Medal of Honor recipient declines State of the Union invite
The Army veteran presented Monday with the Medal of Honor by President Barack Obama made the unusual decision to decline the invitation of the first lady to sit beside her during the president's State of the Union address Tuesday night in Washington.
According to Capt. Dan Murphy of the North Dakota National Guard, who accompanied former Staff Sgt. Clint Romesha to Washington this week, the quiet hero gave up his box seat to history for reasons similar to why he quit the Army after nearly 12 years: his family and friends.
Tuesday was the 13th wedding anniversary of Romesha and his high school sweetheart, Tammy, who made the trip with him to Washington. She and their three children are the reason he left the Army in 2010, he said last month.
Romesha was honored Monday with the nation's top military medal for valor for his leadership in an all-day battle in 2009 at a remote outpost in northeast Afghanistan. He clearly doesn't enjoy the spotlight and says the Medal bestowed on him is about the soldiers he served with, eight of whom died that day.
"It's such a great honor to be invited to the State of the Union," Romesha, 31, told CNN. "I really feel bad about not being able to go. But a lot of these guys I haven't seen a really long time and I'd like to hang with them just a little bit more."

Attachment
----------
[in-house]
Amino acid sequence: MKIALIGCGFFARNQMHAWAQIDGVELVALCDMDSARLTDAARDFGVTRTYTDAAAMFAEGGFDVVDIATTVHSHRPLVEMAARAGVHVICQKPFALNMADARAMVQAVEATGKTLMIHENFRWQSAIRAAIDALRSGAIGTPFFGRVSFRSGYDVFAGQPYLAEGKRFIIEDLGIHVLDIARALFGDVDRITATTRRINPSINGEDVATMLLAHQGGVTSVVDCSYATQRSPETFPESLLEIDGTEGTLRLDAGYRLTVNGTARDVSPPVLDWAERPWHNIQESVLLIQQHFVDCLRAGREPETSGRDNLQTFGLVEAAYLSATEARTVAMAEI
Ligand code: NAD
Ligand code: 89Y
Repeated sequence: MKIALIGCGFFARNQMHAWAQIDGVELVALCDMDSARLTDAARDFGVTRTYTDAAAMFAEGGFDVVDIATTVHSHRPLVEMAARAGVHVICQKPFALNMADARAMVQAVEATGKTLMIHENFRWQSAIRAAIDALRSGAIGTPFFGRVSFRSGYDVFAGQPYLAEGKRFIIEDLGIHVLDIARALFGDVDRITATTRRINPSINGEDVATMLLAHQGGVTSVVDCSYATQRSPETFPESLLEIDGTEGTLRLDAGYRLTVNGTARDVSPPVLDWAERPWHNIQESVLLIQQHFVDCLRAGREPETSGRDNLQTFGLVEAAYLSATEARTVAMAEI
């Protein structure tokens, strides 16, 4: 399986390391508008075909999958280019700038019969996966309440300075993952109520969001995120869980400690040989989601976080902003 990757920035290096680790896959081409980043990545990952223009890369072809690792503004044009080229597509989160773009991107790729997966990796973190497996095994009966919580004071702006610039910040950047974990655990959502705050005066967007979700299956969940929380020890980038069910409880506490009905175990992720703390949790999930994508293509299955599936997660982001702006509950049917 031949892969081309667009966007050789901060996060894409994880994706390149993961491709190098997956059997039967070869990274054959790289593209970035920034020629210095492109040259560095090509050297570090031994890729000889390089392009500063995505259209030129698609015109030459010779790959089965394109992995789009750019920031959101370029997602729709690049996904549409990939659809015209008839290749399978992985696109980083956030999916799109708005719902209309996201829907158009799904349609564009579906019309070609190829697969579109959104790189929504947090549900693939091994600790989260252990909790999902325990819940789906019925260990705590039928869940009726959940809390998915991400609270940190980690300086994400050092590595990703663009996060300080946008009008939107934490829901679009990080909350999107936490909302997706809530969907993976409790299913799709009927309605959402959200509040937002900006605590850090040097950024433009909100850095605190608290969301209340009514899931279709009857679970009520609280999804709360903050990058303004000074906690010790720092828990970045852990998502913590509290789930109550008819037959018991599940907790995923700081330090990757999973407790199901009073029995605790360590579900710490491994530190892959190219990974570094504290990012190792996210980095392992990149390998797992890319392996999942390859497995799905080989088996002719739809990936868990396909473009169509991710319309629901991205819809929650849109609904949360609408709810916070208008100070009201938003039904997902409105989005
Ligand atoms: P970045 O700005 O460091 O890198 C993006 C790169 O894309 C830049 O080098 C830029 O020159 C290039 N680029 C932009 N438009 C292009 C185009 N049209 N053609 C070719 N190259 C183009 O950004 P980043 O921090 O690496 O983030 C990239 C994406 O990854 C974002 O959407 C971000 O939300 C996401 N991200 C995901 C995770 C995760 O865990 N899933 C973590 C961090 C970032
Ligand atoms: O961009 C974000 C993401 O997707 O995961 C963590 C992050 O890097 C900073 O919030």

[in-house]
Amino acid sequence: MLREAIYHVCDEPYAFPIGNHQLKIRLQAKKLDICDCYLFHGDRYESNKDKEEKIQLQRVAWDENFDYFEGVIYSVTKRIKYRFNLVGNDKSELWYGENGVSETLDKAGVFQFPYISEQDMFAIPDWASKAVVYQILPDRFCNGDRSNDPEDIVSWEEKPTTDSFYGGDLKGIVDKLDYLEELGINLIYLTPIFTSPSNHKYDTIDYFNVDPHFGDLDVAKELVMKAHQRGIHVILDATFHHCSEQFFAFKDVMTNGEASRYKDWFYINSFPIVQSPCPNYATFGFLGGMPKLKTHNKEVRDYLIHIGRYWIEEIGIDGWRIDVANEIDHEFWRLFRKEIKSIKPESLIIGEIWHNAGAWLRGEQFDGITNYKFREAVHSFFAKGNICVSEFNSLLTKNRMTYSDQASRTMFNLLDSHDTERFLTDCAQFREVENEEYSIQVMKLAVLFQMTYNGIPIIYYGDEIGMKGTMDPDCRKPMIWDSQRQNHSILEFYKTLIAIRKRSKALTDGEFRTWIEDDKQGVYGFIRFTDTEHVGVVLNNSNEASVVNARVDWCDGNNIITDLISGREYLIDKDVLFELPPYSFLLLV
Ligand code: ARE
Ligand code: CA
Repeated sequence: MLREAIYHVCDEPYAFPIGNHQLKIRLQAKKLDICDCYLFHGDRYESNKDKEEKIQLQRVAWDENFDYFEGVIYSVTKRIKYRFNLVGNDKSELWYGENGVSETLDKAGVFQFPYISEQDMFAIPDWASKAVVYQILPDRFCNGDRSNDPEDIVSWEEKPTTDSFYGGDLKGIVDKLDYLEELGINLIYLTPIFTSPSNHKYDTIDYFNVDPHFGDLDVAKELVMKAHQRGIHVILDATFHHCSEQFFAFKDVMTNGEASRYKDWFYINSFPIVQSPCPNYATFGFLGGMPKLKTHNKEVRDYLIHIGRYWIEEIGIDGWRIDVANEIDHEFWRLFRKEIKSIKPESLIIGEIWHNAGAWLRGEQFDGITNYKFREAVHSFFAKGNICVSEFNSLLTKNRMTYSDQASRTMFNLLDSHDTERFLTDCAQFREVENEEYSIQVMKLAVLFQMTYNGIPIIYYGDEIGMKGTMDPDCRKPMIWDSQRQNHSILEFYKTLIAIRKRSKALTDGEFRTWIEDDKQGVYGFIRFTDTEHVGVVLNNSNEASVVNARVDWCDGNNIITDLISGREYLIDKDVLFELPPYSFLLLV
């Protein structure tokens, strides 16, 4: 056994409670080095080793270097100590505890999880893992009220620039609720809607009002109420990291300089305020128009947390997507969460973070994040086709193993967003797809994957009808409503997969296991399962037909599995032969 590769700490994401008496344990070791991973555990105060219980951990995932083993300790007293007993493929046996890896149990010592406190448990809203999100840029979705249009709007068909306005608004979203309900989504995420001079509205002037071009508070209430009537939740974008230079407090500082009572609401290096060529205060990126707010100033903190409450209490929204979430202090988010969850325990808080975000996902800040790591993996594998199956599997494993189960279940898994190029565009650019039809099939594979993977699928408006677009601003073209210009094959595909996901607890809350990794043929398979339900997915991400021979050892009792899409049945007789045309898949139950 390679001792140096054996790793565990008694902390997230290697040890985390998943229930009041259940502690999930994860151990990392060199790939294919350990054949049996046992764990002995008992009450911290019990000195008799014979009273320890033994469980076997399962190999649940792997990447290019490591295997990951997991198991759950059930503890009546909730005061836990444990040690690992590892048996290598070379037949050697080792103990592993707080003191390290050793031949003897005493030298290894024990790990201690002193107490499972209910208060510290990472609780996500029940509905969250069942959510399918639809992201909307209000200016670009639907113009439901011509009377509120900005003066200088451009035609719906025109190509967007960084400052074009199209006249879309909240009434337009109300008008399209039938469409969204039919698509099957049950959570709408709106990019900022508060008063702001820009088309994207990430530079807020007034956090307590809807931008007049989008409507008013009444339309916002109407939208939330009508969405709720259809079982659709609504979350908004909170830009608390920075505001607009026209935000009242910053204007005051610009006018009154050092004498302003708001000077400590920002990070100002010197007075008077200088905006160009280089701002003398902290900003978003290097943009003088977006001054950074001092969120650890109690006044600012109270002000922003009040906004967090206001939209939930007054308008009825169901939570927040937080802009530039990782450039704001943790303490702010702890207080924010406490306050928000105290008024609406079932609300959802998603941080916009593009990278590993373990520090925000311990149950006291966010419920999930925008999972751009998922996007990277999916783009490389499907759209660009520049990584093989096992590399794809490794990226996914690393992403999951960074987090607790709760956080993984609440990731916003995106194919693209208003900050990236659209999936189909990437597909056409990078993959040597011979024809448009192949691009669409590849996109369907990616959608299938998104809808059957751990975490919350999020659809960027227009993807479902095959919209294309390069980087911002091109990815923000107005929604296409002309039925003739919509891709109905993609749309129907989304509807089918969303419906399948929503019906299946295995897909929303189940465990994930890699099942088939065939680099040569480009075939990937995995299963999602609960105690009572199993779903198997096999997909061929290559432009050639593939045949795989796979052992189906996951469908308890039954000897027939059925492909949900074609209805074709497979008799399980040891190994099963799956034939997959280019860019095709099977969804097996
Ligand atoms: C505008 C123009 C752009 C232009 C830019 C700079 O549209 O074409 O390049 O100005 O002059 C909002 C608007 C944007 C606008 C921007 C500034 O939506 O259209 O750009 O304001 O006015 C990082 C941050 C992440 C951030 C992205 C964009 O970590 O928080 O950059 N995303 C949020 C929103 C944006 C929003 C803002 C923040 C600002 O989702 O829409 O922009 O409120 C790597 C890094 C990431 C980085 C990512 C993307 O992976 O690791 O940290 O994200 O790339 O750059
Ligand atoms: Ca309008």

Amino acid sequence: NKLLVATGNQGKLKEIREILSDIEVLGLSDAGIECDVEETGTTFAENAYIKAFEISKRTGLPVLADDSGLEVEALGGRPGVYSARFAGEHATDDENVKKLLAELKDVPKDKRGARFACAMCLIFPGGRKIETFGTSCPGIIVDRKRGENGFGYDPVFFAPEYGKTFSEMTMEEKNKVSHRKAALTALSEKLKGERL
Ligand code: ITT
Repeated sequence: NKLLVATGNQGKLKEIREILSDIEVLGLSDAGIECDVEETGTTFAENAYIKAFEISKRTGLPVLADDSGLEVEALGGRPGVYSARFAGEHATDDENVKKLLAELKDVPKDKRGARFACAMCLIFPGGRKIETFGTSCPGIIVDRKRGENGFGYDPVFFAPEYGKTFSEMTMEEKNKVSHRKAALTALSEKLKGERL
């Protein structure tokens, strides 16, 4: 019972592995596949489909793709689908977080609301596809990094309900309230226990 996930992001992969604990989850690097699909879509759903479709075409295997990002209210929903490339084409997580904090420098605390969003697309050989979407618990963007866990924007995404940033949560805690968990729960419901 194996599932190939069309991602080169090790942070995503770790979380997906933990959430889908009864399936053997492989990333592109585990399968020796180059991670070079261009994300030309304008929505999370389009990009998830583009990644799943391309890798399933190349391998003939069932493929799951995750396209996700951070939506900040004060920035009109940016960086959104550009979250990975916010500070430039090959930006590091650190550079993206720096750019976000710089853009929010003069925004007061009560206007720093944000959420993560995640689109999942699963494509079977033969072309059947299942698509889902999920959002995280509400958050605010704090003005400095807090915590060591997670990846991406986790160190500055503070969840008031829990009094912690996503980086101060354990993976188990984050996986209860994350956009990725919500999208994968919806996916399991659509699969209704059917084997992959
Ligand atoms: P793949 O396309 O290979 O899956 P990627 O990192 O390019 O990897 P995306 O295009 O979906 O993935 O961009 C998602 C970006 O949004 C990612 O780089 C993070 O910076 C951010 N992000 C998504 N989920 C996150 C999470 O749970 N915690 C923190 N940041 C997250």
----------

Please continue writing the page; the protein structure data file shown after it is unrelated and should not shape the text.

"I've done some soul searching," he said. "As much as a great honor it would be to be a guest of the first lady, it's also kind of hard to break away from the friends and the family and all the great guys here" from Black Knight Troop, who came to Washington to see Romesha honored. "I just need to spend a little more time with them."
And he said he wanted to focus on his family.
Capt. Murphy returned to Bismarck Wednesday, but he said Romesha still has a busy week in New York: "A bunch of media stuff," including National Hockey League games, a meeting with NFL Commissioner Roger Goodell and an interview with TV talk show host Rachael Ray.
Since moving to Minot, the Romeshas, both California natives, have become a big hockey fans and their oldest daughter is skating, they said last month.